- By Native News Online Staff
DURANT, Okla. — Two years ago, on March 12, 2018, the prime minister of Ireland visited the Choctaw Nation in Durant, Okla. He was in the United States during a week-long tour to celebrate St. Patrick’s Day festivities.
Prime Minister of Ireland Leo Varadkar, who left that position in June 2020, wanted to visit the Choctaw Nation to thank the tribe for the generous gift their ancestors gave to the Irish back in 1847 during the Great Famine of 1845-1852 in Ireland.
After experiencing their own difficult times during the Trail of Tears 16 years prior, when the Choctaws heard about the suffering of the Irish were experiencing, they collected $170—the equivalent of $4,400 in today’s dollars—and through a group of Quakers sent it across the Atlantic Ocean to help feed the starving people in Ireland.
“The story of our two peoples — the Irish people and the Choctaw people — symbolizes the spirit of St. Patrick, our patron saint, perhaps better than anything else,” Varadkar told a gathering of tribal elders and dignitaries.
He later surprised the crowd with an announcement that Ireland created a scholarship so that Choctaw students could study in his country.
“Your story is our story. We didn’t have any income. This was money pulled from our pockets. We had gone through the biggest tragedy that we could endure,” he said, referencing the Trail of Tears. “The bond between our nations has strengthened over the years. We are blessed to have the opportunity to share our cultures and meet the generous people who have continued to honor a gift from the heart.”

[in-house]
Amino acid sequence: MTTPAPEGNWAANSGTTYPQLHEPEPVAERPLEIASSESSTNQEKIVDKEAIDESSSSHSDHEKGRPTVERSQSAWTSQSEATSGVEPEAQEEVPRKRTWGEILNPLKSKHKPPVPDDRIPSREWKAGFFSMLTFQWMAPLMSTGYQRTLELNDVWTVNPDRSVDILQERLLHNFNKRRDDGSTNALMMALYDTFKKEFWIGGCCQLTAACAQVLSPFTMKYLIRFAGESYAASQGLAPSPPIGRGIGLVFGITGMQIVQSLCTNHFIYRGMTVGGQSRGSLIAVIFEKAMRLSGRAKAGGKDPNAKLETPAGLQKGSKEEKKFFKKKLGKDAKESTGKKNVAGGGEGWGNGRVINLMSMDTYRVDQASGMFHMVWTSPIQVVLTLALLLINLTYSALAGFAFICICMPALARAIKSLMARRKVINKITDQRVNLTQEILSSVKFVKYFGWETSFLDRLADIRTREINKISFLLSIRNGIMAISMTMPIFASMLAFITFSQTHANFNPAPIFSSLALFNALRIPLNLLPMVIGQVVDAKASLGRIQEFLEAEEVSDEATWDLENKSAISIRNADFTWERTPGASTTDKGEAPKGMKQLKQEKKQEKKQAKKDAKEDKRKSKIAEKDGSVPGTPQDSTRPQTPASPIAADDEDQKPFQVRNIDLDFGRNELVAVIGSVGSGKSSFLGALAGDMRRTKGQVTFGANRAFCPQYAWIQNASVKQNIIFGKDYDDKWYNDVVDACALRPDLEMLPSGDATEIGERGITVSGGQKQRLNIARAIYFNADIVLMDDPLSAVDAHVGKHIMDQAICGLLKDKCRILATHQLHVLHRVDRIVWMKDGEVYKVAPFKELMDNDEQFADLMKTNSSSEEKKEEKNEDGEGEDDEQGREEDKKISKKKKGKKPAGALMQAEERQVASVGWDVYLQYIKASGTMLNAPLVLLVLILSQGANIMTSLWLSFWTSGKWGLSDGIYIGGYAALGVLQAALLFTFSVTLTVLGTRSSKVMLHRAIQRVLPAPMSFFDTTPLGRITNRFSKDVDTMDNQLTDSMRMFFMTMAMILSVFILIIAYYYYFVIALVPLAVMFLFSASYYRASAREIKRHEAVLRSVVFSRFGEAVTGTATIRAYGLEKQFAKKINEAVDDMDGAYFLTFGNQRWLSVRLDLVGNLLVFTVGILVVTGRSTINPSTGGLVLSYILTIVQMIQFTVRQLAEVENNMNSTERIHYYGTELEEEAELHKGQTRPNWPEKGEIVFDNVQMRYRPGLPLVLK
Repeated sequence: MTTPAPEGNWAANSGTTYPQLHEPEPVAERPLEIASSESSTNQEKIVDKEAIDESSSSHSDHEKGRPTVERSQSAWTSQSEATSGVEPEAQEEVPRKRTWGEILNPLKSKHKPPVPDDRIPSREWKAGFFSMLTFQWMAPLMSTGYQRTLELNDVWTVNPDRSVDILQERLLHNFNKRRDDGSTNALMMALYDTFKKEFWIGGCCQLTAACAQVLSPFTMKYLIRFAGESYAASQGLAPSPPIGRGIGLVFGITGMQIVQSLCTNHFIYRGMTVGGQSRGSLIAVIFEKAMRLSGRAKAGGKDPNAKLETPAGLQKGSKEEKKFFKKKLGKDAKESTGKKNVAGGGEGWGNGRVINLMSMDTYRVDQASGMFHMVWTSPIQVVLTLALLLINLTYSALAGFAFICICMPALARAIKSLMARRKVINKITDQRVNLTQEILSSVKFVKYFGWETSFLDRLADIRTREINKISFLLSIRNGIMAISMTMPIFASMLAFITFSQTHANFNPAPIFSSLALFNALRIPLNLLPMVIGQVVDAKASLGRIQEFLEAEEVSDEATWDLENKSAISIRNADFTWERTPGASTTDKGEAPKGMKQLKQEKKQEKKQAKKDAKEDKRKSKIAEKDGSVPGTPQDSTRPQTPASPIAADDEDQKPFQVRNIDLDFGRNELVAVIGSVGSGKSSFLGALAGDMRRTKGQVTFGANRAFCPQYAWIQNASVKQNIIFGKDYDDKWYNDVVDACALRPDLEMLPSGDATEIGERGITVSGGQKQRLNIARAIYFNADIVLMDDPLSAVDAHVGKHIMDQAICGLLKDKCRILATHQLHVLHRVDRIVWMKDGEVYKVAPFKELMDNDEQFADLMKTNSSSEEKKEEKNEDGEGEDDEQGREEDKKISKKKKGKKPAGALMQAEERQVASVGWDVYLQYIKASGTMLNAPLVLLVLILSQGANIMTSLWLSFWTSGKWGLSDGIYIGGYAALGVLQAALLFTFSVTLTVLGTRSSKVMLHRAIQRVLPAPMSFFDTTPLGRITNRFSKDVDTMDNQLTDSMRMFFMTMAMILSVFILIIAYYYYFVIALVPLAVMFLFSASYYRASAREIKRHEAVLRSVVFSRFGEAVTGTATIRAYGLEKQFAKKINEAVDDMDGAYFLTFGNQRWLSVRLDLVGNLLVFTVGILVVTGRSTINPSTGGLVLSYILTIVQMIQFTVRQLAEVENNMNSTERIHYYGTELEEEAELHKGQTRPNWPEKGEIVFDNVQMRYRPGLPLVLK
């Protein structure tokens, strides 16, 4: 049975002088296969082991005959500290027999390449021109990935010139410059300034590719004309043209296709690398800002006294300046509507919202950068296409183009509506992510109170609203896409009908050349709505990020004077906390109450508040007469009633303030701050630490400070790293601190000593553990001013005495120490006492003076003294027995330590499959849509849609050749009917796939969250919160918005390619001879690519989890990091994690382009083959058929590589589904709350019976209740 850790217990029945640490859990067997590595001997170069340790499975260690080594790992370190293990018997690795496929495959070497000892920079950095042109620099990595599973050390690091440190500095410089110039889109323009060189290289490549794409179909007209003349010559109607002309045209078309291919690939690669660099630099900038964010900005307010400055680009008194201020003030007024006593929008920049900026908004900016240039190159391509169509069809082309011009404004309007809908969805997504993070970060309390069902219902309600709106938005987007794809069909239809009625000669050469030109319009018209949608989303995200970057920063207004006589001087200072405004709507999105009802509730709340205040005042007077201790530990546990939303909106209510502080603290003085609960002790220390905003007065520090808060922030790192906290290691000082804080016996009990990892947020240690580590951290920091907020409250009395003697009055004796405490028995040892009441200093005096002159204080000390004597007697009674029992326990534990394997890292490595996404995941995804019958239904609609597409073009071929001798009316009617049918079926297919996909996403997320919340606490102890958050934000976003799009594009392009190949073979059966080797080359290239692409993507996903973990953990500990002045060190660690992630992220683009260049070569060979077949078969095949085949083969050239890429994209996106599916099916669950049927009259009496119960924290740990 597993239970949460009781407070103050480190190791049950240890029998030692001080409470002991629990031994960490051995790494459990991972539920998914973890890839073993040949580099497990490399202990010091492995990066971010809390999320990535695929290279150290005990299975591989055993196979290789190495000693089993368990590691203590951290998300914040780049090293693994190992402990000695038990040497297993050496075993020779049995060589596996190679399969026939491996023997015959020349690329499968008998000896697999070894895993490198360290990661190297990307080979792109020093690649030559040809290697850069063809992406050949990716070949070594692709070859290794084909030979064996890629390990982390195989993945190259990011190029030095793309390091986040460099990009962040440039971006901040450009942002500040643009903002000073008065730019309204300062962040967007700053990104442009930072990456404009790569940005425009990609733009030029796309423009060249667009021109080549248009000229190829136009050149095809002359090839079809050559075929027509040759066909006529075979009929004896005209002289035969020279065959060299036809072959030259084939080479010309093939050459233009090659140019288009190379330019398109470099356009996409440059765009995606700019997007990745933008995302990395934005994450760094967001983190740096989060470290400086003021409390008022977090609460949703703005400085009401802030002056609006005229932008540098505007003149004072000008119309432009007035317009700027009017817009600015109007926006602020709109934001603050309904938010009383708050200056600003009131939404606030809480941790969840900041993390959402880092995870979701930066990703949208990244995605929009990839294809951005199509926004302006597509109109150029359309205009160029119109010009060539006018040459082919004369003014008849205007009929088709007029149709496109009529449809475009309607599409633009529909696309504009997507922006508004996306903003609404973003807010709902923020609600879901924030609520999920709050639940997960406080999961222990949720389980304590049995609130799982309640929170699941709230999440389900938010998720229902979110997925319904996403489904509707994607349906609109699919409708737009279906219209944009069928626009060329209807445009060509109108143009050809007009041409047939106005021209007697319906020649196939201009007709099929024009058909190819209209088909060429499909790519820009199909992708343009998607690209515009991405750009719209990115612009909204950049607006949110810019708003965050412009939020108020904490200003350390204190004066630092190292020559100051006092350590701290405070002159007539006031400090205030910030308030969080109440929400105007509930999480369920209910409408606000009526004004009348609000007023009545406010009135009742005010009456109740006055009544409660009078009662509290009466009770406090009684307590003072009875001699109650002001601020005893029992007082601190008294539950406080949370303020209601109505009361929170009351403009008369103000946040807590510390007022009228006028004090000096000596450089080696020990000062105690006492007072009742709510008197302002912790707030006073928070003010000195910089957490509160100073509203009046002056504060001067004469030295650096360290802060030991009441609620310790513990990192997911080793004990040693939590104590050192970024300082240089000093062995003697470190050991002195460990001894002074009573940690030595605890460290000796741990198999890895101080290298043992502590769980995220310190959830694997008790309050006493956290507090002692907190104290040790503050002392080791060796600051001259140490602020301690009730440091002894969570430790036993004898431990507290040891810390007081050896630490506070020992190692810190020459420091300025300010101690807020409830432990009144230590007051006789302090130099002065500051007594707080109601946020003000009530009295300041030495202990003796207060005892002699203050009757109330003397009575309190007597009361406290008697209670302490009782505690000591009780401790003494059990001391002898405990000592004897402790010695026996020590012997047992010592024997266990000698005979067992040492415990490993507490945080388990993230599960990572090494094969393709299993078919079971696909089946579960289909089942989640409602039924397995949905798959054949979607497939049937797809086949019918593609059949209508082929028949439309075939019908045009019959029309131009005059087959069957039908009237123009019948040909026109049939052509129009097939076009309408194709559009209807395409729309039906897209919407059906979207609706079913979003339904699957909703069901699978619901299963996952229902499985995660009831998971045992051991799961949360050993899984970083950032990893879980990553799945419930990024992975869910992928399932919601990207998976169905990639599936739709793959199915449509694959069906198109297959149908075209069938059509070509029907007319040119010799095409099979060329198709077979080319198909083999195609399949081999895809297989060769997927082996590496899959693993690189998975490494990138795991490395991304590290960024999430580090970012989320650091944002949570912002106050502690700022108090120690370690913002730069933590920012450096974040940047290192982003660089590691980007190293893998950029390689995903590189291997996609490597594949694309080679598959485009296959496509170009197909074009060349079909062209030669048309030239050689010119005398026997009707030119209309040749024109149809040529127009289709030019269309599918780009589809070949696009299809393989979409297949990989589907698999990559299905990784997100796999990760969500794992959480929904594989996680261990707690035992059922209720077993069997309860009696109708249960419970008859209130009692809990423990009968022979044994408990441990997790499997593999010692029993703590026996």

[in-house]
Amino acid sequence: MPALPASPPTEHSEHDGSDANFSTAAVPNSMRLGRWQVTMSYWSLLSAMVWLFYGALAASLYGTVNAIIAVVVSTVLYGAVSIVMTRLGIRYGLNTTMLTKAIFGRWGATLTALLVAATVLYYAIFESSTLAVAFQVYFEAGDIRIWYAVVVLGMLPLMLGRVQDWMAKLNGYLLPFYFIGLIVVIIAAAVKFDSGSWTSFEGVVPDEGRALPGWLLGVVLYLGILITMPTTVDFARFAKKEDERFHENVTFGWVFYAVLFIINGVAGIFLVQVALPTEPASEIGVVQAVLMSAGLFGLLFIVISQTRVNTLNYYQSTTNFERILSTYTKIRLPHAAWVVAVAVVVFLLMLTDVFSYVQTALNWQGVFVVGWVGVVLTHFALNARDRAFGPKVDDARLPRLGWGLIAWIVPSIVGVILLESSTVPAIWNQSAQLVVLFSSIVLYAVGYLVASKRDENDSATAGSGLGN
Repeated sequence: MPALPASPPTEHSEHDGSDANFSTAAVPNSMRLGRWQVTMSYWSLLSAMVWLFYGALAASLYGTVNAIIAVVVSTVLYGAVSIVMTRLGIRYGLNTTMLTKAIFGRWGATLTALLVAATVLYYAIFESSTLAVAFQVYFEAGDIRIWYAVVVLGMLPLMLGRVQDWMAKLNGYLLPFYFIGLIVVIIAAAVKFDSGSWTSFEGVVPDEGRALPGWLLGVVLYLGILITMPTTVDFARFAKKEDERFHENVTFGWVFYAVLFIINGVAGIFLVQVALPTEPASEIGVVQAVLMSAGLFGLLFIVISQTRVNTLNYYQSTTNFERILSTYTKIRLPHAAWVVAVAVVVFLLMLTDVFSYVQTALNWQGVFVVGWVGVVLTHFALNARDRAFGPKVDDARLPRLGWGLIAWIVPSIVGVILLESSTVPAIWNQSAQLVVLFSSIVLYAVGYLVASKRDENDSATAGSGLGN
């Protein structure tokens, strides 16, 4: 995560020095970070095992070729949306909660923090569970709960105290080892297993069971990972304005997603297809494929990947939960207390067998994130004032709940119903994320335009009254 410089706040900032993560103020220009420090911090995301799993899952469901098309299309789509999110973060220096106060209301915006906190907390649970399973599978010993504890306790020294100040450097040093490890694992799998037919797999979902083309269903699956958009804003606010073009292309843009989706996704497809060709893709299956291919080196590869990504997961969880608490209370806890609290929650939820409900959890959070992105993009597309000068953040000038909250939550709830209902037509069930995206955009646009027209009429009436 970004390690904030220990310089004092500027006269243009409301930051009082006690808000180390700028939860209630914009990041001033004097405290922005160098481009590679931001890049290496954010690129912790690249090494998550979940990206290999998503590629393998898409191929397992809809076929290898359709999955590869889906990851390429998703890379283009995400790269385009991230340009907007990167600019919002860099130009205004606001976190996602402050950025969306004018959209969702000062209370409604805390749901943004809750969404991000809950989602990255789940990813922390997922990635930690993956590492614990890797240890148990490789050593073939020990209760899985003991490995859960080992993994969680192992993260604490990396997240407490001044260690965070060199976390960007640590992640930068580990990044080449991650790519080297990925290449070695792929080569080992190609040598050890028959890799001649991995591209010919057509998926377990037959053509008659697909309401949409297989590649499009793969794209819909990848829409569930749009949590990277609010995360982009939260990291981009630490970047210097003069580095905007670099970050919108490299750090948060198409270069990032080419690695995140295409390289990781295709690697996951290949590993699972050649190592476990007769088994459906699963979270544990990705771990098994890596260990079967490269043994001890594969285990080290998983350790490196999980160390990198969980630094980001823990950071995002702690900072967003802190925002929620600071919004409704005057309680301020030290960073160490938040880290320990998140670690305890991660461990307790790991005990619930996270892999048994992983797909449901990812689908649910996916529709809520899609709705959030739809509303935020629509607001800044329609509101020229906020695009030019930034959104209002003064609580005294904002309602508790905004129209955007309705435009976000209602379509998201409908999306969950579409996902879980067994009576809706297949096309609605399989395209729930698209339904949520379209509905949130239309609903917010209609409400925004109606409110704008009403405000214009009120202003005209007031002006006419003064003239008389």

The 2018 visit was not the first time a leader of Ireland acknowledged the generosity of the Choctaws in 1847. In 1995, Irish President Mary Robinson visited the Choctaw Nation to thank the Choctaws for the funds sent to Ireland. She noted that the only link was “a common humanity, a common sense of another people suffering as the Choctaw Nation had suffered when being removed from their tribal land.”
More Stories Like ThisNative News Weekly (June 3, 2023): D.C. Briefs
House Passes Bipartisan Debt Ceiling Deal; How Native American Members of Congress Voted
History Made as First Navajo Appointed U.S. Federal Judge in California
California Bill Aims to Increase State Funding for Tribal Housing
Navajo Nation Leaders Recognized the Fallen on Memorial Day
Native News is free to read.
We hope you enjoyed the story you've just read. For the past dozen years, we’ve covered the most important news stories that are usually overlooked by other media. From the protests at Standing Rock and the rise of the American Indian Movement (AIM), to the ongoing epidemic of Murdered and Missing Indigenous People (MMIP) and the past-due reckoning related to assimilation, cultural genocide and Indian Boarding Schools.
Our news is free for everyone to read, but it is not free to produce. That’s why we’re asking you to make a donation to help support our efforts. Any contribution — big or small — helps. Most readers donate between $10 and $25 to help us cover the costs of salaries, travel and maintaining our digital platforms. If you’re in a position to do so, we ask you to consider making a recurring donation of $12 per month to join the Founder's Circle. All donations help us remain a force for change in Indian Country and tell the stories that are so often ignored, erased or overlooked.
Donate to Native News Online today and support independent Indigenous journalism. Thank you.